“Mann was 6-5, 200 in high school, very average, but he had so much ability,” Ault told The Bee a few years ago. “I watched him play basketball and thought, ‘Gosh, I can put him anywhere – tight end, offensive line, defensive end, linebacker.’ ”
Mann emerged as an All-American at Nevada, bulking up to 250 pounds without losing speed. He was a third-round pick of the Redskins in 1983.
“Dave Hoskins! Oh, my God!” Mann recalled Thursday, laughing. “I need to thank him. I need to talk to him. But I hated that man at first. He harassed me, bugged me to play. I would walk other routes on campus to avoid him. But he knew I was an athlete. I just hadn’t come into my own. Dave was so instrumental in my success, and it wasn’t until later that I realized that his message was right: press through, forget ahead, work hard, don’t quit.
“My mom didn’t want her baby to get hurt, so she wouldn’t watch games. At Reno, my dad would drop mom off at the casino and watch me play.”
A lot of joy left the Mann family in 1981 on St. Patrick’s Day. Charles Sr. succumbed to throat cancer, the disease so relentless that it ate his jaw and face away. He was 46.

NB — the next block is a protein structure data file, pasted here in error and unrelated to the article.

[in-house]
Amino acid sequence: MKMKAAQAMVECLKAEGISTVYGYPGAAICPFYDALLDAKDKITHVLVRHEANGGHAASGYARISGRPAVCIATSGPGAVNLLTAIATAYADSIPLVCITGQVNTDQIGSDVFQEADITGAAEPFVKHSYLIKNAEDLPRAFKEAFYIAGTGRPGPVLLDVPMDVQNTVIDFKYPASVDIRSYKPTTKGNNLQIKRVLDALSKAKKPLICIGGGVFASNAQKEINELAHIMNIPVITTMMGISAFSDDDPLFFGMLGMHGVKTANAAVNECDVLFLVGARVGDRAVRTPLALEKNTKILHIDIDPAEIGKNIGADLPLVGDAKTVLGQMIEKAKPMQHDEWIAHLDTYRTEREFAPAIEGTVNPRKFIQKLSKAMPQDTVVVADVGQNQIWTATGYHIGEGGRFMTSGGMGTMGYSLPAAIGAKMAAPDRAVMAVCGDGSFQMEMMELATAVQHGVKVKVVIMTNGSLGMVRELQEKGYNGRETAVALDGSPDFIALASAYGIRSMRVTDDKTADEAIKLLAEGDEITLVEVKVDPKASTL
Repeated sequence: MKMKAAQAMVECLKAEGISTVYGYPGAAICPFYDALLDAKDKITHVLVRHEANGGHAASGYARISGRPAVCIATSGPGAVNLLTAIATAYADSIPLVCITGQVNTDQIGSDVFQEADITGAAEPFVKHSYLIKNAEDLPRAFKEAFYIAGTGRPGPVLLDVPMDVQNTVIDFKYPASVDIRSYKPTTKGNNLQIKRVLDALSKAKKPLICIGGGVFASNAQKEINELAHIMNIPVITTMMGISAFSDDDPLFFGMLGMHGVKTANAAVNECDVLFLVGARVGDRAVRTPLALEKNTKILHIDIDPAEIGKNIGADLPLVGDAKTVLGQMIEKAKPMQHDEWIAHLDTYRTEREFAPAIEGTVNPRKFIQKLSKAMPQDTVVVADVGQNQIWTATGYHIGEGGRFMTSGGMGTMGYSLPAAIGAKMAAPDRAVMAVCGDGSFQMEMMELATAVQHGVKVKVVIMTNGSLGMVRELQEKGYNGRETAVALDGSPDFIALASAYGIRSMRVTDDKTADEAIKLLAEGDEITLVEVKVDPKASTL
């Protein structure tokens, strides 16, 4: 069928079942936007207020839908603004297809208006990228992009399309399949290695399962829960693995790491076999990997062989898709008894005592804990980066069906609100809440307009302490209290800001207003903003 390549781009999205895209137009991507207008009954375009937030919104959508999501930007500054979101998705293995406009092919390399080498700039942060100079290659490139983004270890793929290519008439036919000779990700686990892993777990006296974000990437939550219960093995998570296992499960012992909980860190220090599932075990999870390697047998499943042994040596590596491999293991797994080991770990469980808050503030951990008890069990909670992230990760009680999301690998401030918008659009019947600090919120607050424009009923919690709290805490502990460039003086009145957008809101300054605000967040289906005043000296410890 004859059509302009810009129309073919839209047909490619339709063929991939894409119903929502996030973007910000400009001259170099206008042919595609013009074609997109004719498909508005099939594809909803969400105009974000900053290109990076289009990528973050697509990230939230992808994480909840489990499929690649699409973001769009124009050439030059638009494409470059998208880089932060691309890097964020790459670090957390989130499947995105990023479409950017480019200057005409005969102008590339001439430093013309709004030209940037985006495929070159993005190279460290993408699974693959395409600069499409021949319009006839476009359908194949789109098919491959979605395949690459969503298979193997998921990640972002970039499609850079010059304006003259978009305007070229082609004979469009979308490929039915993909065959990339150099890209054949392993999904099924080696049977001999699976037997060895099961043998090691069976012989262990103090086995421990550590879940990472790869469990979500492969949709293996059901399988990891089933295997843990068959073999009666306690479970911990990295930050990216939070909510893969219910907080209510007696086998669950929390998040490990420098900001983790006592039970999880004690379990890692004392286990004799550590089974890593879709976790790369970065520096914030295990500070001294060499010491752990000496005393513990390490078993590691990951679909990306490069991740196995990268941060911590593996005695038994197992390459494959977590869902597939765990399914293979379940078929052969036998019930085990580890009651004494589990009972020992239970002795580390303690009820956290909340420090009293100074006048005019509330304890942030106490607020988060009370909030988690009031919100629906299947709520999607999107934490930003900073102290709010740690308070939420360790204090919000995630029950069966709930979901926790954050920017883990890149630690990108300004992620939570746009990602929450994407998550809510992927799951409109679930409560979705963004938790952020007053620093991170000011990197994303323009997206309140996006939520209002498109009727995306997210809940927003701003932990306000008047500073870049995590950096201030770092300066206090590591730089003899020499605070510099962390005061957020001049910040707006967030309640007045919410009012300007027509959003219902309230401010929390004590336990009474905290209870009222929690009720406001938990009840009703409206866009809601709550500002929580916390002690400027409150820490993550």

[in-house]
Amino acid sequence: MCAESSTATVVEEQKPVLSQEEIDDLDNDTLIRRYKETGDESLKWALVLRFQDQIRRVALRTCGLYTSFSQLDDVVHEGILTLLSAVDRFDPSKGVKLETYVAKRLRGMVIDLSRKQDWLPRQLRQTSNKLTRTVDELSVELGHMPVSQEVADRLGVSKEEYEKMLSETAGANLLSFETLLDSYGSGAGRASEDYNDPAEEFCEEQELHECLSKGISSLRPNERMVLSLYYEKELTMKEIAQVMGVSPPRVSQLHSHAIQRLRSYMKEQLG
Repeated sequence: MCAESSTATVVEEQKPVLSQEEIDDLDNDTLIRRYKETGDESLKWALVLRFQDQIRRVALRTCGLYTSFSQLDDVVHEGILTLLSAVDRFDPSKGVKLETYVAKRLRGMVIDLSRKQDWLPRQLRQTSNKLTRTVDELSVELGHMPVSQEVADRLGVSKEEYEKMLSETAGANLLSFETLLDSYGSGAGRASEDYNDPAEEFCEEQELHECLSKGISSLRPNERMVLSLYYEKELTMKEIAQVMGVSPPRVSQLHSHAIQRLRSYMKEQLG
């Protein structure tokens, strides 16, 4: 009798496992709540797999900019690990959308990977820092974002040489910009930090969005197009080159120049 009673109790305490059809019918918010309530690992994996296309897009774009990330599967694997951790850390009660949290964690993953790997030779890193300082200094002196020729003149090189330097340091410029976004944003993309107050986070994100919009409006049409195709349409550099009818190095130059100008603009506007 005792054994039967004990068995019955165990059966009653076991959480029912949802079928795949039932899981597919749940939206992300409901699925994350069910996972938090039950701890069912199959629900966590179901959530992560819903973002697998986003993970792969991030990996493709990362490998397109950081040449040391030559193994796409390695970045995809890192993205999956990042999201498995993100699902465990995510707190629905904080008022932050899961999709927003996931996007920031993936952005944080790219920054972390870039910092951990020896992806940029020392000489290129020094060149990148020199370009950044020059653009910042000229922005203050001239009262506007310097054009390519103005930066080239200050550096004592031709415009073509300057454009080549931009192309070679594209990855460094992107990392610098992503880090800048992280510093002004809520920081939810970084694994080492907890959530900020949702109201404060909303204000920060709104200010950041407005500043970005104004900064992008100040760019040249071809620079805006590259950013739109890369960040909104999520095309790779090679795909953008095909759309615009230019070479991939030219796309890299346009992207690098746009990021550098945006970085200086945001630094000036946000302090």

“I was a junior at Nevada, 20 years old, and I left school to help my mother,” Mann said. “My brother Michael said, ‘What are you doing?’ ‘Taking care of Mom, like Dad would’ve wanted me to.’ ‘No, he’d want you to finish school.’ It was tough love.
“Dad’s death brought me life. His death made me think about life. I don’t waste any moments in life. His death changed my life for the better.”
Super Bowl and Hall of Fame pleas
Mann grows nostalgic this time of year. He appreciates the coaching greatness of Joe Gibbs, who led Washington to Super Bowl victories in the 1982, ’87 and ‘’91 seasons, and grinned in saying that he is going against the norm and rooting for a Redskins NFC East rival to be crowned on Feb. 4.
“I’m rooting for the Philadelphia Eagles,” he said. “I’m sick and tired of Tom Brady. I’m sick and tired of being sick and tired!”
Mann hopes to land more honors, including the ultimate one: the Pro Football Hall of Fame. He had 83 career sacks and played in four Super Bowls – credentials that earned him 14 nominations, the last of which came in 2016. He wonders how Jason Taylor of the Dolphins made it last season despite never competing in a Super Bowl.
“I was told eight years ago that I needed to be patient, that it’s coming,” Mann said of the Hall call. “I was told that guys will go in front of me: Richard Dent, Clyde Simmons, Charles Haley, Michael Strahan, and then it was supposed to be Charles Mann time. But another defensive end goes in last year. I won’t mention his name but he never played in a playoff game.”
Taylor actually played in nine postseason games, recording six tackles. Mann appeared in 19 playoff games and totaled 10 sacks (tackles were not consistently recorded by teams until 1994).
“I thought the Hall of Fame is a guy who changed the game, where the ultimate goal was Super Bowls and championships,” said Mann. “I don’t get it.”